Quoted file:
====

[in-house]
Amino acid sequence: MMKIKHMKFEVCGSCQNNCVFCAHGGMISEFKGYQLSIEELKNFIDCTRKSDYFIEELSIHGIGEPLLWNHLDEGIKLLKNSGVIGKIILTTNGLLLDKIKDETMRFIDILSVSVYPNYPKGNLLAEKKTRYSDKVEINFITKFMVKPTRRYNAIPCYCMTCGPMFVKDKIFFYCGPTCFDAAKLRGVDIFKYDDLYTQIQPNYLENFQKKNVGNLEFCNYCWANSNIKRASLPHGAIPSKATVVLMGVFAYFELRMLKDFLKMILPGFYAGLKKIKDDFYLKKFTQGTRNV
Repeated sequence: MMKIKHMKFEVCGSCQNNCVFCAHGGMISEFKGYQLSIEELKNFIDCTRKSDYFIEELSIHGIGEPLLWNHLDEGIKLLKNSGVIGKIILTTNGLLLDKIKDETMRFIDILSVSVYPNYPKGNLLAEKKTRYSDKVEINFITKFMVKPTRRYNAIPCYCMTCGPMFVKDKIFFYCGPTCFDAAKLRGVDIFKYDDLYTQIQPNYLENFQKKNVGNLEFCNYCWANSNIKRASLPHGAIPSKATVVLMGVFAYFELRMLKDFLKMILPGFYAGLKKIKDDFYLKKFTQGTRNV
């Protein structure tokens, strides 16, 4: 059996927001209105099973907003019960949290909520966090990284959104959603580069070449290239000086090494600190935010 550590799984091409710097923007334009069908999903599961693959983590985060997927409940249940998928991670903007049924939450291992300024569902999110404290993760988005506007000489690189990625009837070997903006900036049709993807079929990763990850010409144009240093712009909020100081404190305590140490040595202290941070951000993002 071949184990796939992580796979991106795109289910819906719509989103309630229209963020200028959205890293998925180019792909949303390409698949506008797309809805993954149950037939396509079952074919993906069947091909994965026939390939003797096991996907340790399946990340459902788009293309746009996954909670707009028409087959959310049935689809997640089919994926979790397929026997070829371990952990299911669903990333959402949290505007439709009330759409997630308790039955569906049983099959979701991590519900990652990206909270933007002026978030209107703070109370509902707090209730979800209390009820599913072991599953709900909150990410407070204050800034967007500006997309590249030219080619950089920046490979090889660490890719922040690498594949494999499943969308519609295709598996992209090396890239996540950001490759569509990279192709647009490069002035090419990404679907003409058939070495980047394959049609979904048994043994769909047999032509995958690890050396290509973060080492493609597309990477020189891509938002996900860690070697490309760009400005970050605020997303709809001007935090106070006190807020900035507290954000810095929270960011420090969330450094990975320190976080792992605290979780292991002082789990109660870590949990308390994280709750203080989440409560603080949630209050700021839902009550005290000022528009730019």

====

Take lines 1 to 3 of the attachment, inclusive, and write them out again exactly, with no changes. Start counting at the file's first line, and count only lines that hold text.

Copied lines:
[in-house]
Amino acid sequence: MMKIKHMKFEVCGSCQNNCVFCAHGGMISEFKGYQLSIEELKNFIDCTRKSDYFIEELSIHGIGEPLLWNHLDEGIKLLKNSGVIGKIILTTNGLLLDKIKDETMRFIDILSVSVYPNYPKGNLLAEKKTRYSDKVEINFITKFMVKPTRRYNAIPCYCMTCGPMFVKDKIFFYCGPTCFDAAKLRGVDIFKYDDLYTQIQPNYLENFQKKNVGNLEFCNYCWANSNIKRASLPHGAIPSKATVVLMGVFAYFELRMLKDFLKMILPGFYAGLKKIKDDFYLKKFTQGTRNV
Repeated sequence: MMKIKHMKFEVCGSCQNNCVFCAHGGMISEFKGYQLSIEELKNFIDCTRKSDYFIEELSIHGIGEPLLWNHLDEGIKLLKNSGVIGKIILTTNGLLLDKIKDETMRFIDILSVSVYPNYPKGNLLAEKKTRYSDKVEINFITKFMVKPTRRYNAIPCYCMTCGPMFVKDKIFFYCGPTCFDAAKLRGVDIFKYDDLYTQIQPNYLENFQKKNVGNLEFCNYCWANSNIKRASLPHGAIPSKATVVLMGVFAYFELRMLKDFLKMILPGFYAGLKKIKDDFYLKKFTQGTRNV